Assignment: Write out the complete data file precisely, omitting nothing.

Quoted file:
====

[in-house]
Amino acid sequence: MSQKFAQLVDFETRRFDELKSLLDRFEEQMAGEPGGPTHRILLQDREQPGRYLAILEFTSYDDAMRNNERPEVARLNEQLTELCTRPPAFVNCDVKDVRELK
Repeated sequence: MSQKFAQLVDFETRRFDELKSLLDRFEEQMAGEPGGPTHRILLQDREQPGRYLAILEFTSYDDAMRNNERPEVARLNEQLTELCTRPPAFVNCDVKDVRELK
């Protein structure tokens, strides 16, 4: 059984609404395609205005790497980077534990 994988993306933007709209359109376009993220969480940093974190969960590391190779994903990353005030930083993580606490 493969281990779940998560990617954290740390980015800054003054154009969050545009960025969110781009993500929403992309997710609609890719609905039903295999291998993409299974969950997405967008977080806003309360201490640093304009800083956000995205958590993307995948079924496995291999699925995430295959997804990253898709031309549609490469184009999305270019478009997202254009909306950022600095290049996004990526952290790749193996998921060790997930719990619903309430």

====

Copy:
[in-house]
Amino acid sequence: MSQKFAQLVDFETRRFDELKSLLDRFEEQMAGEPGGPTHRILLQDREQPGRYLAILEFTSYDDAMRNNERPEVARLNEQLTELCTRPPAFVNCDVKDVRELK
Repeated sequence: MSQKFAQLVDFETRRFDELKSLLDRFEEQMAGEPGGPTHRILLQDREQPGRYLAILEFTSYDDAMRNNERPEVARLNEQLTELCTRPPAFVNCDVKDVRELK
């Protein structure tokens, strides 16, 4: 059984609404395609205005790497980077534990 994988993306933007709209359109376009993220969480940093974190969960590391190779994903990353005030930083993580606490 493969281990779940998560990617954290740390980015800054003054154009969050545009960025969110781009993500929403992309997710609609890719609905039903295999291998993409299974969950997405967008977080806003309360201490640093304009800083956000995205958590993307995948079924496995291999699925995430295959997804990253898709031309549609490469184009999305270019478009997202254009909306950022600095290049996004990526952290790749193996998921060790997930719990619903309430």